Consumption Quality and Employment Across the Wealth Distribution

Domenico Ferraro, Arizona State University and Vytautas Valaitis, University of Surrey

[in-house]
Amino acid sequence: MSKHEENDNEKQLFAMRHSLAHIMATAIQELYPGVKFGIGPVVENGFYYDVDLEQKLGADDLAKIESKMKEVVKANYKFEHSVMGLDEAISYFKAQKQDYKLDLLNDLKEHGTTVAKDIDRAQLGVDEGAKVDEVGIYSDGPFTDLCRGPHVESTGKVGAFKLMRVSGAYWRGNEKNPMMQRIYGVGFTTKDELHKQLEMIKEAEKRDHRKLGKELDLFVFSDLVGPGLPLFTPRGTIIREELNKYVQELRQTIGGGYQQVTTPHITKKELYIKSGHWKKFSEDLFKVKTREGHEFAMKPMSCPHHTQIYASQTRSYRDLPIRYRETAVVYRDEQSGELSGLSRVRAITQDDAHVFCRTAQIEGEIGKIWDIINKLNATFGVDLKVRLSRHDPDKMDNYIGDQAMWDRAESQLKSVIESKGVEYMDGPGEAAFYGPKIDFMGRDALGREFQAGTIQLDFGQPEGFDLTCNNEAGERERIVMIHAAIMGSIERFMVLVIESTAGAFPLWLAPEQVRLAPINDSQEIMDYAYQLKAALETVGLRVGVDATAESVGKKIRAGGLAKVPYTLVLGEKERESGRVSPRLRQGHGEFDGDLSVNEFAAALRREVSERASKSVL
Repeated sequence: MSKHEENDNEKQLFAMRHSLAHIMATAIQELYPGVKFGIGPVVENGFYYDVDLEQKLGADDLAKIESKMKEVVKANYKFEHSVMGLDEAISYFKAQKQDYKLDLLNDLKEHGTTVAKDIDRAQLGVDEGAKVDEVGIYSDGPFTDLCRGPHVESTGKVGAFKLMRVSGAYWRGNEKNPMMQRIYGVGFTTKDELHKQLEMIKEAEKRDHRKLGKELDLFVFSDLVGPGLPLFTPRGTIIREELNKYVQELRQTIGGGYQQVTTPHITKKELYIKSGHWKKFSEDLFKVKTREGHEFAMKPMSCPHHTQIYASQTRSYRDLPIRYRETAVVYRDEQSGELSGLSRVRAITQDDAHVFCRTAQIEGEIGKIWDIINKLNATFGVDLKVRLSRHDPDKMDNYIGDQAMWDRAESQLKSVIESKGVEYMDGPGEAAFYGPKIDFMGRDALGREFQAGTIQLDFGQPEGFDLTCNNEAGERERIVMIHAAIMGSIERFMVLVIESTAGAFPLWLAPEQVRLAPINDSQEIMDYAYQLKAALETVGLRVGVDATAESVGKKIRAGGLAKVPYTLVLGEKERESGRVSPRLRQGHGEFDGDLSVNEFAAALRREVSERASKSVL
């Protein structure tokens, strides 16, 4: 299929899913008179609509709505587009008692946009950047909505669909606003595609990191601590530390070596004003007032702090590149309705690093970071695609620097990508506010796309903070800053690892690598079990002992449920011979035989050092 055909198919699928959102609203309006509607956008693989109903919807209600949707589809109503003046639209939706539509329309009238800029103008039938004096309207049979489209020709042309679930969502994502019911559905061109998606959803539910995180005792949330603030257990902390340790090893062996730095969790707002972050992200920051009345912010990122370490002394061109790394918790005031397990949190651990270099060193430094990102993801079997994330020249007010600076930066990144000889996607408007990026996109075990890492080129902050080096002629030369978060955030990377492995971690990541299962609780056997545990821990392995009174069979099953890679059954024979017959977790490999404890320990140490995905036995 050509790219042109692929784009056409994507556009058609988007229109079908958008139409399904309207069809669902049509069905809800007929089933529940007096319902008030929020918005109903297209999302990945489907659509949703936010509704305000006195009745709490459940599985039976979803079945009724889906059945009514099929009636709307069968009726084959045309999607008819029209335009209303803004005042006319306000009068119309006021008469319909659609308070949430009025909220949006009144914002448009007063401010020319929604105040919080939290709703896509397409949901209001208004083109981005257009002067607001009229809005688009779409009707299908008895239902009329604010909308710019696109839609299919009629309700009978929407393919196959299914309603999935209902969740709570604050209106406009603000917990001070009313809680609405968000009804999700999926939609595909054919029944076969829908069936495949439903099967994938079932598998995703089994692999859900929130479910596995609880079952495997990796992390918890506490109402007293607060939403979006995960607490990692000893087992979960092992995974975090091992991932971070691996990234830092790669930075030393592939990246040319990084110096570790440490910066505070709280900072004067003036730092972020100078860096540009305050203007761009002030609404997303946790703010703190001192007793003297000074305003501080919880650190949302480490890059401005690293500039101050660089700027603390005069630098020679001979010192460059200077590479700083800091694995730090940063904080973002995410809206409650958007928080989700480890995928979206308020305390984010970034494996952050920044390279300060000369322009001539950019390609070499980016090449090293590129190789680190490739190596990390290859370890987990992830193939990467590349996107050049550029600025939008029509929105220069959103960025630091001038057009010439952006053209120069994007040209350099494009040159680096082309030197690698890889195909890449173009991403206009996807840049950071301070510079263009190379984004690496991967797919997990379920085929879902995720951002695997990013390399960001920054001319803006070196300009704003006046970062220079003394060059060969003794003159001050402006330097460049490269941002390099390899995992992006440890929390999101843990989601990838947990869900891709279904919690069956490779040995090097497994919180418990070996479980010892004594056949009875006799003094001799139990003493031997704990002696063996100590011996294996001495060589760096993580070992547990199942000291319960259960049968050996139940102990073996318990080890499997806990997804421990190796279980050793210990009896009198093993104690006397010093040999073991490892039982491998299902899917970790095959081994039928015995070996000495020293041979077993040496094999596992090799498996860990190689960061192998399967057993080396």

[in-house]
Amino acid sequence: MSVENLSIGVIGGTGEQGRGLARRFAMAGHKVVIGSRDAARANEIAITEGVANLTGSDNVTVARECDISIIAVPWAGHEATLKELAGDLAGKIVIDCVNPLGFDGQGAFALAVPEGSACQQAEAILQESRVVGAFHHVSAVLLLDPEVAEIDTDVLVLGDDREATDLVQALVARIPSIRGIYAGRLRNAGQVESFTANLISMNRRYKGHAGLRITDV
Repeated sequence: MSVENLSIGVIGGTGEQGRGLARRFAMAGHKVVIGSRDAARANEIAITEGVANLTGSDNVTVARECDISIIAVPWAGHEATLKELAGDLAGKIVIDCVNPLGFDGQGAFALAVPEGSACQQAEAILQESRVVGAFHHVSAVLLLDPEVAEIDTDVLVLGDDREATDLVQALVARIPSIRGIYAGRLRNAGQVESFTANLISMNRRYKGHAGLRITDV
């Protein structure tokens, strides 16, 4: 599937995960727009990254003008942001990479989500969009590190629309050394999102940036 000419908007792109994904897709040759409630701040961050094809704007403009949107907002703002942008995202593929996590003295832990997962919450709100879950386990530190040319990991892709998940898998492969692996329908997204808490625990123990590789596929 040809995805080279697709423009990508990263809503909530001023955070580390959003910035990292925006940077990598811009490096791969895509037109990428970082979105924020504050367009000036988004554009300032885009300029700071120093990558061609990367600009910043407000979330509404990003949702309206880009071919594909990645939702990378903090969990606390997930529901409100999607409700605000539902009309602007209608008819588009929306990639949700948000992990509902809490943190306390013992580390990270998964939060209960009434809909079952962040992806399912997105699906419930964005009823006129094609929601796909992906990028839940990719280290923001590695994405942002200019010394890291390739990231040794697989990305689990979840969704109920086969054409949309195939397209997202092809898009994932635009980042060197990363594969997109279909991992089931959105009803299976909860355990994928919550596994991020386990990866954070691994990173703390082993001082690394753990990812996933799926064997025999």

In the United States, market hours worked are approximately flat across the wealth distribution. Accounting for this phenomenon is a standing challenge for standard heterogeneous-agent macro models. In these models, wealthier households consume more and work fewer hours. We propose a theory that generates the cross-sectional wealth-hours relation as in the data. We quantify this theory in a heterogeneous-agent incomplete-markets model with three key features: a quality choice in consumption, non-homothetic preferences, and a multi-sector production structure. We show that the model produces consumption expenditure patterns consistent with the data and realistic “quality Engel curves.”